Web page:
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Pirouetting through a pandemic: The Stephanie Kurlow Interview

Isolation has been a different experience for everybody. Some have thrived off the alone time, using it as an opportunity to finally learn the ukulele, while others are feeling the cabin fever set in.

For those on the verge of talking to their volleyball, it might be helpful to remember that we’re all in this together. If that isn’t enough to give you solace, Rapt! reached out to Stephanie Kurlow, the world’s first professional hijabi ballerina, to find out how she’s dealing with iso life while still living at home.

How have you been? How are you finding lockdown?

It has been a very interesting adjustment. There have been moments of relaxation and taking things slowly contrasted with the moments of stress and this great feeling of worry about the state of the world. It was difficult at first to adjust to spending so much time at home while trying to keep some sense of normalcy – but I think that it’s reached the point now where being home all the time feels normal.

How are you keeping busy?

I have spent a lot of time exploring old and new passions. I’ve always loved sewing, which is very time-consuming so that’s been great. I have also been creating a lot of artworks and now have some sort of paint and canvas collection. To keep fit, I’ve been doing some ballet classes and workouts online, but I miss dancing in a large open studio space with other people. There’s a sense of togetherness you feel when you’re dancing with others that you can’t replicate alone at home.

How has Coronavirus affected your training and year?

It has seriously affected my year and training, as I know that it has for almost everyone around the world. Auditions have been cancelled, travel has been banned, my upcoming projects have either been cancelled or postponed. I am having to train at home in a small space without the aid of a teacher correcting. In saying all of that, it’s been so beautiful to see the dance community coming together. We are all in the same position and we all have to find different ways to stay connected, motivated, and moving. Which is inspiring to see.

What’s it like being at home 24/7 with your family?

I am loving the extra time I’m able to spend with my family. It’s brought us all closer together. We’re spending almost all of our time together so we’ve become more tight-knit. I’ve enjoyed it a lot.

Is there an activity that you do with your family that you look forward to?

My mum and I love watching a good Netflix movie or show together and there’s been plenty of time to do that now!

Do you feel like you have enough space right now?

I have a lot of space in terms of time. There has been so much ‘free’ time that it’s hard to keep a structure or routine every day. Not a lot of space to dance though… ha! I am confined to the living room but it’s been nice to go back to the basics of ballet and focus more on small techniques. If I want more free space, I try and go for a nice long walk in my local park every week or so. It gives me time to think and enjoy the nature around me. It’s quite calming to just wander around in a new environment.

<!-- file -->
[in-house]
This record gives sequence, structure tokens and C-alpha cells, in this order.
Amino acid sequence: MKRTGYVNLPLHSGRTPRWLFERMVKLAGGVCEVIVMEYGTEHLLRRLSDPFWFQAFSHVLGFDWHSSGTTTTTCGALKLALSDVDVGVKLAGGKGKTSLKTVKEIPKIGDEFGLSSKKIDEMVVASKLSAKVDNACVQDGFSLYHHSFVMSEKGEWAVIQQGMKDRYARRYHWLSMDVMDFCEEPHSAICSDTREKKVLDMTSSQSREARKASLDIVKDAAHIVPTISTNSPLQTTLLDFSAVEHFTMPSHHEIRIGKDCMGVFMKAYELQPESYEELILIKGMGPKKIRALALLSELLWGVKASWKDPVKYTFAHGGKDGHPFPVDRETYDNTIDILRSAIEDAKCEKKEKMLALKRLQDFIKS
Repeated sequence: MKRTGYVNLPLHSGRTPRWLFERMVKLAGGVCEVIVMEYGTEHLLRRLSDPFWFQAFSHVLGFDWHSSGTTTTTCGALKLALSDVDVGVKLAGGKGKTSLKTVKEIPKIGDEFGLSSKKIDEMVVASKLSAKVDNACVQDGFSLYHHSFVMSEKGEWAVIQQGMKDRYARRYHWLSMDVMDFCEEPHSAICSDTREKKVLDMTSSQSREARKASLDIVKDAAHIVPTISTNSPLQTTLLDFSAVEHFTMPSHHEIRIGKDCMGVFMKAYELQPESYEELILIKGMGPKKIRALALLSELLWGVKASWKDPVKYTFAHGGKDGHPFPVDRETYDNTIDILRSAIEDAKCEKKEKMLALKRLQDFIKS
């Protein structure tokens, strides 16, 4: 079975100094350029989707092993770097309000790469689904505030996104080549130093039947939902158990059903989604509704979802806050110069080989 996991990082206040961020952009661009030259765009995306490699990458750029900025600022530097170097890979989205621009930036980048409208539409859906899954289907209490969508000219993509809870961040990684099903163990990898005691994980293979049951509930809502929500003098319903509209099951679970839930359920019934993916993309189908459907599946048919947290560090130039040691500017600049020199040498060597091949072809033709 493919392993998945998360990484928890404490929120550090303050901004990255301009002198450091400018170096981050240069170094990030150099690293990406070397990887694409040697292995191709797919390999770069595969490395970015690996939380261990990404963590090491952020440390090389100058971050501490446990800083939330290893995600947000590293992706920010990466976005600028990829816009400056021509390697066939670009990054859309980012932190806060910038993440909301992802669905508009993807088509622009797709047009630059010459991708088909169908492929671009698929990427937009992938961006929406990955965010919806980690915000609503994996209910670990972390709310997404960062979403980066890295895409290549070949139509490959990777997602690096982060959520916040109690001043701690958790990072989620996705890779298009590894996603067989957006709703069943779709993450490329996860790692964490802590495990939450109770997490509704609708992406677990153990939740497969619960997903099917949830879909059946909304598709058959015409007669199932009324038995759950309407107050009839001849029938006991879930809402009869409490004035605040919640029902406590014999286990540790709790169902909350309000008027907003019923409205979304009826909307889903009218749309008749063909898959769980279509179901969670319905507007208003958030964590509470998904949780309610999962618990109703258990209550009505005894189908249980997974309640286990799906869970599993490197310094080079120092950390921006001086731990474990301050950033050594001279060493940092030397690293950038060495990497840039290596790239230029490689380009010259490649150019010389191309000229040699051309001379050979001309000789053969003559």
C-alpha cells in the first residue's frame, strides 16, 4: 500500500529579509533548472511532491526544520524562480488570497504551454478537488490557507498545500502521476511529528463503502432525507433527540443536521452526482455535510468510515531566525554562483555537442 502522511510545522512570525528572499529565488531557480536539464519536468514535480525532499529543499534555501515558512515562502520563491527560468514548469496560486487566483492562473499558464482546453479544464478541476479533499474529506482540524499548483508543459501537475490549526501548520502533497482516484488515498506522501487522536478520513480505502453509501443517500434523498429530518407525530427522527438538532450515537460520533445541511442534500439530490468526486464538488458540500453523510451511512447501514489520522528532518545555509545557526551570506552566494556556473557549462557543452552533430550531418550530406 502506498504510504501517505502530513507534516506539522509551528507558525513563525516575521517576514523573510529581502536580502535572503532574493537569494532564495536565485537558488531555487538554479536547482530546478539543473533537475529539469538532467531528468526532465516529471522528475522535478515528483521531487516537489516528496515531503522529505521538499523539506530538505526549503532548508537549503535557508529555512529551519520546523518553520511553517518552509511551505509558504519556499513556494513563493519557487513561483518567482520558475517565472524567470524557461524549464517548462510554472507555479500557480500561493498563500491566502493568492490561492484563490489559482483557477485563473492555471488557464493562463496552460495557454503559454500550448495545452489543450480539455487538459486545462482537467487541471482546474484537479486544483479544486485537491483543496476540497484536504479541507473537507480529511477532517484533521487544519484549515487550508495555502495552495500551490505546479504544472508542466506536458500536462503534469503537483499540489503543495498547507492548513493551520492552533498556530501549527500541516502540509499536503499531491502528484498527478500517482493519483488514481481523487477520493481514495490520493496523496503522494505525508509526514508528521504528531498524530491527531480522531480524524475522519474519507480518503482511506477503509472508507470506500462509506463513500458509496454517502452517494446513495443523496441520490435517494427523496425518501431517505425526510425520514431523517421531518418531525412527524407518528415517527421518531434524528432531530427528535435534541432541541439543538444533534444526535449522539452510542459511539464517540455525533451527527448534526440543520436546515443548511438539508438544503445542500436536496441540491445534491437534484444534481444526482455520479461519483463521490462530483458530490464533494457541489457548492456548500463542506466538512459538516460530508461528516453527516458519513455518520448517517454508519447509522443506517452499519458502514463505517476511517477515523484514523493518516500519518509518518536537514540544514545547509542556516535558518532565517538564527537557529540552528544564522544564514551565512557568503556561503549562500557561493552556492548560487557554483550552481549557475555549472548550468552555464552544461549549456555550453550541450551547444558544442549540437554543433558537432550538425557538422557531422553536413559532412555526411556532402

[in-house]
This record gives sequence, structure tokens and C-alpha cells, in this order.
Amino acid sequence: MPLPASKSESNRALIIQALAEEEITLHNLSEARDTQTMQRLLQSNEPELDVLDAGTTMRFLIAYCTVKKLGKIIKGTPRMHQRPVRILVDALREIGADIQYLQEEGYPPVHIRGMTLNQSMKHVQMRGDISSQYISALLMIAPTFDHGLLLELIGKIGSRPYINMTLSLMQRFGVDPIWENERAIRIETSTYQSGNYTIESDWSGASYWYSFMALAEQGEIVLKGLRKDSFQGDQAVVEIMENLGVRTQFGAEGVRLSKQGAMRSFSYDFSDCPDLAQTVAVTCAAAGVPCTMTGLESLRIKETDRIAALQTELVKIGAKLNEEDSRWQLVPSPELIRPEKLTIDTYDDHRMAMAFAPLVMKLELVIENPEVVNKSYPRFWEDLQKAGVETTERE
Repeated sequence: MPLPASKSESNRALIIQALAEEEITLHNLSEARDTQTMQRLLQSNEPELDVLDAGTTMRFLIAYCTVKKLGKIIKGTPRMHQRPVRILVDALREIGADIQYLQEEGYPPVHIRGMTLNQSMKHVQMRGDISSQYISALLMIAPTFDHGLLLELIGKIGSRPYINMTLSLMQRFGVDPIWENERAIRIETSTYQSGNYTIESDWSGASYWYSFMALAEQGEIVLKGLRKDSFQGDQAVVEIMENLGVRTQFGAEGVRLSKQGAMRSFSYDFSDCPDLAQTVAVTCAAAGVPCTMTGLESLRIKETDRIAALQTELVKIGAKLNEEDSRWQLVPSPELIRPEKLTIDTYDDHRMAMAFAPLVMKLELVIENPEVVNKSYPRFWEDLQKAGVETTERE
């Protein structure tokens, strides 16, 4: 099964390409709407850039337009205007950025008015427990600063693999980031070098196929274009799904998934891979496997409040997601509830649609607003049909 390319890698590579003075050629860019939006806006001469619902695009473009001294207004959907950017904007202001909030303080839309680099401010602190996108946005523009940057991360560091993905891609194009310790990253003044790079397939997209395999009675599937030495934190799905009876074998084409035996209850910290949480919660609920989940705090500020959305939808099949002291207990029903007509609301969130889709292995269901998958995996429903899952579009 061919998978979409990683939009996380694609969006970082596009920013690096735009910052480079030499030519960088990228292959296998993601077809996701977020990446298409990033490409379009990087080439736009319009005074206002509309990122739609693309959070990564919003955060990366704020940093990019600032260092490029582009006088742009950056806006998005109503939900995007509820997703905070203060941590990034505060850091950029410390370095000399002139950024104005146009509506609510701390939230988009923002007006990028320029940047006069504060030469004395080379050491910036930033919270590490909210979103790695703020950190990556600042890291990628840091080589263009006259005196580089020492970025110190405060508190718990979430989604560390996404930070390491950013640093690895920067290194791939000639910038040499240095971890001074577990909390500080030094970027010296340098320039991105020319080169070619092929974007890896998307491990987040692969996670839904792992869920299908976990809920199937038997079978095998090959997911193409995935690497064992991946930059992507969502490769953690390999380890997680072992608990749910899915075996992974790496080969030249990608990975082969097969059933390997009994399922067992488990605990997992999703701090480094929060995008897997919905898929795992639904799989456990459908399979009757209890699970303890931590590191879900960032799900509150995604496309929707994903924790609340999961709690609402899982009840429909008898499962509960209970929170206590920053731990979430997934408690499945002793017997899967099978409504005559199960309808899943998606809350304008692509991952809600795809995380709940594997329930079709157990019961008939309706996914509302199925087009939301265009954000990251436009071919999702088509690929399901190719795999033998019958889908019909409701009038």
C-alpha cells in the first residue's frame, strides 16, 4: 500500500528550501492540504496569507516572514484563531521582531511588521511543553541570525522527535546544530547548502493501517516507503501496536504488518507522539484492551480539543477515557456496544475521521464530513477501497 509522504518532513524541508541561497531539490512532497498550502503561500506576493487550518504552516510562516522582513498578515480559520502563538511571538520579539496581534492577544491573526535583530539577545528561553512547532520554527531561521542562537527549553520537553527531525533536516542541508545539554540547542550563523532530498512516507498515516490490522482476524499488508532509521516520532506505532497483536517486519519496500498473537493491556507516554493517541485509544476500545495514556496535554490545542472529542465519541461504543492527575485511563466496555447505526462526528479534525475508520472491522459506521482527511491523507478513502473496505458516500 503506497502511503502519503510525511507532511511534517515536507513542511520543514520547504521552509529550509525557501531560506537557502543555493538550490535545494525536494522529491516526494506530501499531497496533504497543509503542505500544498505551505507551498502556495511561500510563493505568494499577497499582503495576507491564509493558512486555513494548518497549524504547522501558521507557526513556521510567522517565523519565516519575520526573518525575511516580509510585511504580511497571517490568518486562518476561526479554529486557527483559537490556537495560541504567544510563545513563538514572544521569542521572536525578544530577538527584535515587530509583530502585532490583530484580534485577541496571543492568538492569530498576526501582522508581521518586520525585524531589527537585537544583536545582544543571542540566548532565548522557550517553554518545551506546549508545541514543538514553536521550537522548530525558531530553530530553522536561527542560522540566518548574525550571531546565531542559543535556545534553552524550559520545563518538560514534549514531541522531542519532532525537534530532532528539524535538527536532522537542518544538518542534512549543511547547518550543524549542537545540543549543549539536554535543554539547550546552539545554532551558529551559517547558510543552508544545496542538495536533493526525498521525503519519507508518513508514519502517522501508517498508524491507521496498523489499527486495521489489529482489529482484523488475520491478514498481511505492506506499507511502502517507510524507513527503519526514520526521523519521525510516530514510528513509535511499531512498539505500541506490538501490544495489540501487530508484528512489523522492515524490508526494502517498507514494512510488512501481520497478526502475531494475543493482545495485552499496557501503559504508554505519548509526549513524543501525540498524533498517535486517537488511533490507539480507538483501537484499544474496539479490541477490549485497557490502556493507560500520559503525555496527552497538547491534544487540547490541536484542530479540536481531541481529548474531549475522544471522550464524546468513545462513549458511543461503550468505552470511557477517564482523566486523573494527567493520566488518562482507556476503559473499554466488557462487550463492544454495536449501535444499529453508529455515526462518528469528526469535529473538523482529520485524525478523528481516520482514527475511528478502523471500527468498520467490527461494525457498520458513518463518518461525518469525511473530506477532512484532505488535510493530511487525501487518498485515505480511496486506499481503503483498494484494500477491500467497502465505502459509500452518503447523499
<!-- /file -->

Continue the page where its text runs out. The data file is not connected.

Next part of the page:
Are you missing your friends?

I’ve missed them so much. We’re so lucky now that two people are allowed to visit another household, we’ve now been able to see each other and it’s been extra special.

How are you keeping in contact with them?

A lot of phone calls and video chats. We like to set up a big group video chat and play some online games or watch a movie or show together.

How are they holding up?

I think we’ve all been doing reasonably well. I know for a lot of my friends it’s been a challenge doing uni online. But we all try to support each other through whatever we’re going through.

What are you missing the most?

Almost everything! I miss dancing in a studio with a teacher and my dance friends. I miss going rock climbing with my friends and being able to catch up with them at the market or coffee shop.

What’s the best way for people your age to stay positive?

I think the best advice I’ve been given is to spend your time however you wish and need to. Don’t get caught up in how productive or motivated other people are or seem to be. If you want to sit on the couch and watch some TV – go for it. If you want to start a new project, work out and do a ballet class then go for it. Whatever you need to do to get through this pandemic is different from what someone else needs. There’s no need to compare yourself with others on social media. Take this day by day and stay safe and healthy. Continue to do what you love and are passionate about and hopefully we can all come out of this with a little more appreciation for the little things and the big things.

Do you have five tips for staying sane in isolation?

  1. Stay connected with friends.
  2. Try something new or something you’ve always wanted to do.
  3. Go out for a walk every now and then, it’s good to get a change of scenery.
  4. Make sure you try to get enough sleep every night.
  5. Take it day by day.

What do you think the biggest change will be after Coronavirus?

I am hoping that we all are a lot more conscious about climate change. We’ve all seen the amazing effects that have happened due to people staying at home, among

other things. Let’s try and change the way we live to better support the planet we’re so lucky to live on. We know it’s possible now, so let’s all try to do our part instead of going back to our old ways.

If you want to hear more from Steph, check out on our Rapt! Channel